DEADLY RUSE – In this 2nd Mac McClellan Mystery, Mac investigates a weird case while becoming a Florida P.I. – #bookreview

 

 

Deadly Ruse

E. Michael Helms

(Seventh Street – paperback, Kindle)

 

Fans of E. Michael Helms’s debut “Mac McClellan Mystery” novel, Deadly Catch, will be pleased with this fine new addition to the series.

In Deadly Ruse, Mac’s girlfriend, Kate Bell, thinks she has seen a ghost–specifically, a previous boyfriend who supposedly was killed at sea more than a decade ago, along with two other passengers when their boat caught fire and sank. Mac reluctantly begins to investigate and soon finds himself caught up in a very dangerous case involving drugs, diamonds, murder–and more.

Mac McClellan is an appealing everyman character. In Deadly Ruse, he is still trying to figure out what he wants to do next with his life, now that he has fought in Iraq and been retired from the U.S. Marines for a while. Sometimes, however, Helms lets the everyman angles go just a bit overboard, with Kate saying “Dang, Mac” too often and Mac making an occasional commonplace pronouncement such as “You take the proverbial cake” or “There’s more than one way to skin a cat.”

Deadly Ruse is set in the Florida Panhandle and briefly in Texas and Atlanta, Georgia, and Helms has a fine knack for blending real locales into his fiction. In this new novel, Mac manages to get his basic Florida private investigator’s license, while cracking a big case. But, under Florida law, he will have to continue interning for a detective agency for two years before he can go out on his own. Thus, the Mac McClellan Mystery series is now set up well for future cases.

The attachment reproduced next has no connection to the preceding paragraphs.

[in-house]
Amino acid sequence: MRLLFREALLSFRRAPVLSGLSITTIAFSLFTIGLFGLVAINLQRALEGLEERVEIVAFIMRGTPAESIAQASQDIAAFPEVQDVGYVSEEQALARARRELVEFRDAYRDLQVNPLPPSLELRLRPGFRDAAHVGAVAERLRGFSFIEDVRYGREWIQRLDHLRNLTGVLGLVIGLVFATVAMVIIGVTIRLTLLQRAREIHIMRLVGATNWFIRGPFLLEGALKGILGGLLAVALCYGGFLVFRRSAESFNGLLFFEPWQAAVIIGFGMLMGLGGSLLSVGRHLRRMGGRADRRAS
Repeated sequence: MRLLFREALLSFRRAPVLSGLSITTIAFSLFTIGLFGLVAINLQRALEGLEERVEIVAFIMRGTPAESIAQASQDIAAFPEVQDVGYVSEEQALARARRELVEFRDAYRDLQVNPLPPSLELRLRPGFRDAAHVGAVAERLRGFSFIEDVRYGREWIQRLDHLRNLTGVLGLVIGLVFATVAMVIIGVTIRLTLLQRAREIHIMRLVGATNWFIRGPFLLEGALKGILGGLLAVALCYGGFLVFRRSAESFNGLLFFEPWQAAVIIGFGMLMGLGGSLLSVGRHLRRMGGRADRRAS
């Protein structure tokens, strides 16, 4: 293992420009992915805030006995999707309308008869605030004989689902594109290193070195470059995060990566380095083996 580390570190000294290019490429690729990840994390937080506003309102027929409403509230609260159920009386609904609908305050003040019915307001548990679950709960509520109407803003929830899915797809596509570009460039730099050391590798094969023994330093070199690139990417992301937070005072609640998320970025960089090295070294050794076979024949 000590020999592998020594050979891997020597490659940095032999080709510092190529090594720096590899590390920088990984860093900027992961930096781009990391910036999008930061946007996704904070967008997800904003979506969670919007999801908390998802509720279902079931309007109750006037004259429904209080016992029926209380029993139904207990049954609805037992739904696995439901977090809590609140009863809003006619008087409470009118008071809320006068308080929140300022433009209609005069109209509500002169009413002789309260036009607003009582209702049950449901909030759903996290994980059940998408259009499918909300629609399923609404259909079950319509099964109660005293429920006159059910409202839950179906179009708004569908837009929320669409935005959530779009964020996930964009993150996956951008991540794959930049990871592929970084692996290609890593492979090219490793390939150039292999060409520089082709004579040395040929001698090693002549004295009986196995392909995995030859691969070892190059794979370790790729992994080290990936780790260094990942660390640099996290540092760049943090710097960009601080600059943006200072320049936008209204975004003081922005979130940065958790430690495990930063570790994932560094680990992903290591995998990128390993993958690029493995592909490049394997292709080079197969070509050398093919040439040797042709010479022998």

E. Michael Helms is a Marine veteran of the Vietnam War and author of a combat memoir, The Proud Bastards, as well as a two-part Civil War novel, Of Blood and Brothers.

 — Si Dunn

 

 

Halley – This fine, intense #YA novel explores the harsh lives that women and children faced in 1930s rural Georgia – #bookreview

Halley

Faye Gibbons

(NewSouth Books – hardcover, Kindle)

 

Life was tough in the mountains of  northeast Georgia during the Great Depression. And it was particularly hard for women, who had virtually no rights and no say in important matters, especially if they were unmarried. The rural mountain life also was tough for children, who were expected to work hard, always obey, not be heard, and waste no time on enjoyment or fun.

In Faye Gibbons’ excellent new young-adult novel, a hard, unforgiving brand of backwoods religion also holds sway in young Halley’s life. Her father, Jim Owenby, recently has died, and Halley, her mother Kate, and her young brother Robbie have been forced to move in with Kate’s mother and father. Halley’s grandfather, Pa Franklin, is a backwoods fundamentalist preacher who cuts no one any slack. He is quick to judge, criticize, preach, punish and condemn. In his eyes, the road to hell is very short and most people already are on it.

Pa Franklin also takes, or tries to take, any money earned by his wife, his daughter and his granddaughter. And he even reads their mail and sometimes throws it away before they can see it. It is his way, he thinks, of protecting them from their own helplessness.

The author grew up in northern Georgia, in a large mountain family, and she has gotten to know many of the region’s people, mill towns, and other communities. Her central character, Halley Owenby, is fourteen and dreams mainly of getting an education and somehow gaining a level of control over her own life.

The actions and confrontations that unfold in this new book are gritty, intense and sometimes dark. Yet the combined powers of hope, love, honesty and stubborn effort finally shine through and light the way to brighter possibilities for Halley and those around her.

Faye Gibbons is a superb storyteller and writer, with a fine-tuned ear for regional speech, a sharp eye for detail, and an unhidden love for her characters–even the ones who make us shudder, cringe and tighten our fists in frustration at their repeated refusals to listen, think, and change.

Si Dunn

 

 

 

 

 

 

Halley